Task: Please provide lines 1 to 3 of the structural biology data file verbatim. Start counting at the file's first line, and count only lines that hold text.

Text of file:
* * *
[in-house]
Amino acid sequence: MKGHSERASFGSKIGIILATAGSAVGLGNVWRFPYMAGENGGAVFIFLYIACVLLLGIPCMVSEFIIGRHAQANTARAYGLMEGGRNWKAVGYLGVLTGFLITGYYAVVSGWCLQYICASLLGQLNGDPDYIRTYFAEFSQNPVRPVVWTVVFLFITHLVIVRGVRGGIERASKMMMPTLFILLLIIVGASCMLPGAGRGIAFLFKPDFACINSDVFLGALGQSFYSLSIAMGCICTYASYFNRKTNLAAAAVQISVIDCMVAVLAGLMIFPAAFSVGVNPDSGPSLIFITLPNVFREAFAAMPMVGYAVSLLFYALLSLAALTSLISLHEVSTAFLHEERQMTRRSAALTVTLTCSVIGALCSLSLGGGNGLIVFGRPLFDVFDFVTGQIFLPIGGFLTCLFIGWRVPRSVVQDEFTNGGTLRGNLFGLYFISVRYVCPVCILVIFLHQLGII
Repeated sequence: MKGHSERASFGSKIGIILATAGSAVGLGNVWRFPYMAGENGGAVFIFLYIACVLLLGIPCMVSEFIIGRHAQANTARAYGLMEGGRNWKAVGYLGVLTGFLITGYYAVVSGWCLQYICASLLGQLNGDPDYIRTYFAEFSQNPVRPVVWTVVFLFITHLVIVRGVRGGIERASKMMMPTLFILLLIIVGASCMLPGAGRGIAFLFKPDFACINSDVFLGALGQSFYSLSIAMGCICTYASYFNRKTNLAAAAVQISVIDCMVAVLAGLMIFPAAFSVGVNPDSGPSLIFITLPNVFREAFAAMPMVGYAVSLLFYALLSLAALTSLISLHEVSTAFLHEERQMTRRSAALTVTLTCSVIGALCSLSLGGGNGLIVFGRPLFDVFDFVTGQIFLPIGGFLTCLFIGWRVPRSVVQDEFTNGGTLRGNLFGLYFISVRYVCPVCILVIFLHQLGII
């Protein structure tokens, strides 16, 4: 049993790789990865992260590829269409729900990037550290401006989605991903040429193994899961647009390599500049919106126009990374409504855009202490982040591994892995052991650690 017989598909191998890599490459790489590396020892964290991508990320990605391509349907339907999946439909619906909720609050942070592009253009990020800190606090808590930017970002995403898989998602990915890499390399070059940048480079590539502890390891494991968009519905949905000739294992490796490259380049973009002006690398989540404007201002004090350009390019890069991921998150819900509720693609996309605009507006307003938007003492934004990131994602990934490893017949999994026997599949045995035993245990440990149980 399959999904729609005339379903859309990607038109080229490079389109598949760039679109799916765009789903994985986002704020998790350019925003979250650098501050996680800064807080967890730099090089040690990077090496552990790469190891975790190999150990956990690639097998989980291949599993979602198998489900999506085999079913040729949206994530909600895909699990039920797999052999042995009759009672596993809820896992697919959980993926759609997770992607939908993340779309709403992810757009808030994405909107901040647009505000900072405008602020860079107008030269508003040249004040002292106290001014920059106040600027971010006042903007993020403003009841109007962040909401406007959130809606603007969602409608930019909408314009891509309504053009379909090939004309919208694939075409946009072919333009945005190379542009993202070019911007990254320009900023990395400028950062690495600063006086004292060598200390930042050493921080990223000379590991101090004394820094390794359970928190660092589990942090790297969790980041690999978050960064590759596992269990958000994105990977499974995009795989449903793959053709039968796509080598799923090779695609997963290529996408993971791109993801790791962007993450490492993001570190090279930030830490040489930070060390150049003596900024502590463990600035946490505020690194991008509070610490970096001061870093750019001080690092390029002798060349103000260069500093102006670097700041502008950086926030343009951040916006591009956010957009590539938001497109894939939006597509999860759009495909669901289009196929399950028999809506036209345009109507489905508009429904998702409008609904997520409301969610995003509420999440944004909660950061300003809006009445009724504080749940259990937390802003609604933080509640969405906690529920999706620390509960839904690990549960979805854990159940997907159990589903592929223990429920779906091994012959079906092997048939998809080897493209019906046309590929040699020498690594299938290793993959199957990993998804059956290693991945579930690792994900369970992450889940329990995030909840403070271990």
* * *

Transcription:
[in-house]
Amino acid sequence: MKGHSERASFGSKIGIILATAGSAVGLGNVWRFPYMAGENGGAVFIFLYIACVLLLGIPCMVSEFIIGRHAQANTARAYGLMEGGRNWKAVGYLGVLTGFLITGYYAVVSGWCLQYICASLLGQLNGDPDYIRTYFAEFSQNPVRPVVWTVVFLFITHLVIVRGVRGGIERASKMMMPTLFILLLIIVGASCMLPGAGRGIAFLFKPDFACINSDVFLGALGQSFYSLSIAMGCICTYASYFNRKTNLAAAAVQISVIDCMVAVLAGLMIFPAAFSVGVNPDSGPSLIFITLPNVFREAFAAMPMVGYAVSLLFYALLSLAALTSLISLHEVSTAFLHEERQMTRRSAALTVTLTCSVIGALCSLSLGGGNGLIVFGRPLFDVFDFVTGQIFLPIGGFLTCLFIGWRVPRSVVQDEFTNGGTLRGNLFGLYFISVRYVCPVCILVIFLHQLGII
Repeated sequence: MKGHSERASFGSKIGIILATAGSAVGLGNVWRFPYMAGENGGAVFIFLYIACVLLLGIPCMVSEFIIGRHAQANTARAYGLMEGGRNWKAVGYLGVLTGFLITGYYAVVSGWCLQYICASLLGQLNGDPDYIRTYFAEFSQNPVRPVVWTVVFLFITHLVIVRGVRGGIERASKMMMPTLFILLLIIVGASCMLPGAGRGIAFLFKPDFACINSDVFLGALGQSFYSLSIAMGCICTYASYFNRKTNLAAAAVQISVIDCMVAVLAGLMIFPAAFSVGVNPDSGPSLIFITLPNVFREAFAAMPMVGYAVSLLFYALLSLAALTSLISLHEVSTAFLHEERQMTRRSAALTVTLTCSVIGALCSLSLGGGNGLIVFGRPLFDVFDFVTGQIFLPIGGFLTCLFIGWRVPRSVVQDEFTNGGTLRGNLFGLYFISVRYVCPVCILVIFLHQLGII